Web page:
It’s The Ocean – Salt Water, Seaweed & Seagulls

View out of bedroom window

View out of bedroom window

We departed Quebec City and continued our journey East, and today will be a big day as we finally reach the ocean, after 6 weeks of crossing mountains and prairie. Regardless of the fact we are over 4,000 miles from Vancouver, on reaching the ocean it will feel great to be “home”. Today is another 300+ mile drive and a long weekend, so we wanted to be on the road fairly early to get out of Quebec City before the motorway got too busy.

Saturday 30th August 2014

Quebec City, Quebec to Dalhousie, New Brunswick

Temps – maximum of mid 20’s

Weather – initially clear skies, but then overcast

Wind – fresh W’ly

Cloxs – ahead 1 hr (Z-3)

Distance today – 331 miles

Total Distance – 4,299 miles


Today we had a couple of routing options that were equidistant, so we elected Hwy 20 to Hwy 132, which continued along the Gulf of St Lawrence.

Departure Quebec City Koa

The campground filled up overnight and as the sites are tight together and short there were trucks parked everywhere. Getting out the site was easy, but didn’t have much room to make the turn onto the exit road. The edge of the road dropped off steeply and we had a vehicle parked on the inside corner. Judi actually had to get out, as we skimmed past the vehicle with just less than 6″ clearance.

Detailed Voyage to Dalhousie, New Brunswick

Departing the campground we stopped at the barrier, while it raised, and I noted a cyclist coming up the inside and stop just behind the truck. When the barrier raised I cut the truck over to the right to miss the raised barrier and noted the cyclist passing us and almost getting taken out by the mirror. What a great start to the day!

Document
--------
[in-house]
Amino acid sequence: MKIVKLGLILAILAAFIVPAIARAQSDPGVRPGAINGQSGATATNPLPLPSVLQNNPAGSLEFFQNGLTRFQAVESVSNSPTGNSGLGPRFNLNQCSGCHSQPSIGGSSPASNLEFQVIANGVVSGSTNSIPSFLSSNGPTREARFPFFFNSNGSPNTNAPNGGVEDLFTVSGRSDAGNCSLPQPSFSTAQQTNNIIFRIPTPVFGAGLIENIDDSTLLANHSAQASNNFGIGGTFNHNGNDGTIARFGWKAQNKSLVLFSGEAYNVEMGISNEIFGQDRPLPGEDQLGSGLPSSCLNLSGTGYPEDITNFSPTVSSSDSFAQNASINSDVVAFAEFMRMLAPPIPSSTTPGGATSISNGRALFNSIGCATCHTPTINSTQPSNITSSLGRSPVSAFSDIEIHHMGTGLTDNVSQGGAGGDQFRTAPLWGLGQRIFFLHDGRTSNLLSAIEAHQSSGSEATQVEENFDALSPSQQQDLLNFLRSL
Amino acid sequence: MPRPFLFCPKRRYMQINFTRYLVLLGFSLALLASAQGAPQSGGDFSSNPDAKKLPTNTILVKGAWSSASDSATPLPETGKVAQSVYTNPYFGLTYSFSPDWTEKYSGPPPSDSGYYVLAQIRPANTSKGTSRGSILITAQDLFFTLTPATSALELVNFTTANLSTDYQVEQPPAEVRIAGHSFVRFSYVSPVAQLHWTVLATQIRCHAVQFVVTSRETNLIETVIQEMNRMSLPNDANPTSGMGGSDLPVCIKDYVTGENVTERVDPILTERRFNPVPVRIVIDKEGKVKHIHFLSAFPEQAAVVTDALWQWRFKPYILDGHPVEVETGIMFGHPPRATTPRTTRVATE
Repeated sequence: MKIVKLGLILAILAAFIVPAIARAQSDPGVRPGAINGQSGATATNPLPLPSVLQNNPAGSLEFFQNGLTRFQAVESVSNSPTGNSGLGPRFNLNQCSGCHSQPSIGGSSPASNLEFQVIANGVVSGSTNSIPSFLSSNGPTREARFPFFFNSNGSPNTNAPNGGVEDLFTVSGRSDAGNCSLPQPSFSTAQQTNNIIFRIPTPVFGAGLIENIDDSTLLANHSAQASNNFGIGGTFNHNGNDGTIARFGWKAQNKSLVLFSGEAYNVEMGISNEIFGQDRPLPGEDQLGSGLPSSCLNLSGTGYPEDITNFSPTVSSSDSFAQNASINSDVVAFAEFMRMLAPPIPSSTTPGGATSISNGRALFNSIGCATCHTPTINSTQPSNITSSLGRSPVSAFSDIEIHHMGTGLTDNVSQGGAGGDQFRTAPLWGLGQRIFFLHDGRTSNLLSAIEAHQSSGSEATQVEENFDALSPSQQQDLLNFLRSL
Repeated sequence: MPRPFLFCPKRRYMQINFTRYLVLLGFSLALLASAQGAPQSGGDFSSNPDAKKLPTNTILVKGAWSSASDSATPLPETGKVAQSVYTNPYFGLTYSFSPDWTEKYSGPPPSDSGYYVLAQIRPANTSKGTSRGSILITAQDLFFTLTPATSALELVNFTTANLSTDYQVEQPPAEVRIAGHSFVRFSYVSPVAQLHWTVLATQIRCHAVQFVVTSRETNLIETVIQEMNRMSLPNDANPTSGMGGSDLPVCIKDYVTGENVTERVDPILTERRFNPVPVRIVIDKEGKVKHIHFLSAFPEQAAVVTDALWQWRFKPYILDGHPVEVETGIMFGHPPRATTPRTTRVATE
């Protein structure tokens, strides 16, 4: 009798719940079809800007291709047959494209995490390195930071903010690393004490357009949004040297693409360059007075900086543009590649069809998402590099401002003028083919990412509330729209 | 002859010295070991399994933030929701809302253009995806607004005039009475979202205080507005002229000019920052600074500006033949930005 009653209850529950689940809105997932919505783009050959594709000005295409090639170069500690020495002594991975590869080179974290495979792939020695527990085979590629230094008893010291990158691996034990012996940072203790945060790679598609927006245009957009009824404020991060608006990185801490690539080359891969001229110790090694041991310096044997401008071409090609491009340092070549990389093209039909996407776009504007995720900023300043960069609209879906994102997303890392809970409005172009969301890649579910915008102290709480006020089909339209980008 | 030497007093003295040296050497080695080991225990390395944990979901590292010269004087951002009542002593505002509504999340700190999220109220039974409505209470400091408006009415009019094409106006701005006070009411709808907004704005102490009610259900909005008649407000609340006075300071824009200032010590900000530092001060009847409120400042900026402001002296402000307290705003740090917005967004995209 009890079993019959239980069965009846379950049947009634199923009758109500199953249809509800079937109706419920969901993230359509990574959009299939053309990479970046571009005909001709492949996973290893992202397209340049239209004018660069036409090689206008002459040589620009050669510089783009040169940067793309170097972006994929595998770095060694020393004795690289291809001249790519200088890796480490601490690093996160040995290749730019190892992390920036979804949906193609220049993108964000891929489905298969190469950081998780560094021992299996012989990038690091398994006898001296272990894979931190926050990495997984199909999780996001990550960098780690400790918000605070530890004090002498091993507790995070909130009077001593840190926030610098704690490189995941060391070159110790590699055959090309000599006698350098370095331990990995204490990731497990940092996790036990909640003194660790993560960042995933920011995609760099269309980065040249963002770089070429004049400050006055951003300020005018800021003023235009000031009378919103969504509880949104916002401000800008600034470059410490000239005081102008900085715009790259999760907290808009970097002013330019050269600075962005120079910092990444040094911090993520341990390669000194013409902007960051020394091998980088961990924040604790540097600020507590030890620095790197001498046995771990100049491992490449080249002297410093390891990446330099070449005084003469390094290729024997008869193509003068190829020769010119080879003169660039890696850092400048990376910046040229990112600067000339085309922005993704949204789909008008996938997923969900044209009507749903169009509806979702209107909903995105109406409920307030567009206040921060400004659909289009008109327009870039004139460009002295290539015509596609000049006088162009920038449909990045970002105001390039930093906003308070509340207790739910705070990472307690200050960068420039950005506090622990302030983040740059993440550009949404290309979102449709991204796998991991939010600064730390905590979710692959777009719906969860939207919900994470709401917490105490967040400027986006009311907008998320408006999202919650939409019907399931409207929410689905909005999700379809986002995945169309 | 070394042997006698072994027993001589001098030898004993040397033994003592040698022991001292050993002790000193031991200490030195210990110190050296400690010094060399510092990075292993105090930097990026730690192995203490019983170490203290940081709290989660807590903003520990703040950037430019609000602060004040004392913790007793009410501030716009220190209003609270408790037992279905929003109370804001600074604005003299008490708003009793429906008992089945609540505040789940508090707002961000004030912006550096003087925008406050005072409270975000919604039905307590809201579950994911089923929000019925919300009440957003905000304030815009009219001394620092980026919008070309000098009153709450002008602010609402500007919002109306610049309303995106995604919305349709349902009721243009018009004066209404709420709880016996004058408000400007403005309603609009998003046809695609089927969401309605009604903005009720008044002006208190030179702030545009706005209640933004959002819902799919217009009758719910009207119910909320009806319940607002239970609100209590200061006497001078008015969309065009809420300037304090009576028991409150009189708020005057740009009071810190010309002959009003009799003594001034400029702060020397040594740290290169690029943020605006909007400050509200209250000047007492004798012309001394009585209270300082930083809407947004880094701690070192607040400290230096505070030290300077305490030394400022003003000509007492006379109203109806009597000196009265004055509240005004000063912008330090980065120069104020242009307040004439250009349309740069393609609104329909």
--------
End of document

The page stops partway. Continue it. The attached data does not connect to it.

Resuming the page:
Once the GPS was programmed the ETA was later than expected for the distance, so I assumed we would be passing through numerous small towns and villages. It wasn’t until about 1 hr before arrival we finally clued into the time change. New Brunswick uses Atlantic Time!

We were quickly heading East on Hwy 20 and traffic was steady, but moving at a good speed. It was a great road, two lanes in each direction, with lots of room for expansion. The road was a few miles inland so we didn’t see any of the St. Lawrence Seaway, until the bay prior to the River Ouelle, when the highway ran parallel to the river and we even spotted a deep sea ship. Andy was a very happy camper.

The highway then headed inland again until the junction with Highway 85/185, when we took Highway 132 along the river. This road followed the river for many miles giving us great views and another couple of ships heading upriver.

At Mont Joli we stopped for lunch and then headed inland, still on Hwy 132. This road climbed uphill for many miles and then followed the River Matapedia valley down to the Quebec/New Brunswick border.

In New Brunswick all signs are in both English and French, so Andy can again understand the signs. Heading along Hwy 134 we enter Campbellton, a small town on Chaleur Bay about 10 miles from our destination. The GPS said turn left and about 1/2 through the turn noted a railway bridge about 100 yds ahead with only 11′ 9″ clearance, which is about 20″ less than we require. The only exit is through a gas station, which has a clearance sign on the forecourt of 12′ 9″, or 7″ too low. Our only option was to cut it over hard into the gas station and manoeuvre around the edge of the forecourt. Success, we made it, yet another challenge passed.

The remainder of the voyage was uneventful, arriving at the campground about 17:30. Great location, right on the ocean. At check-in, the lady advised which sites were available and suggested we drive around and pick one. Once set up, she asked us to come back to advise her which site we selected and settle the account.

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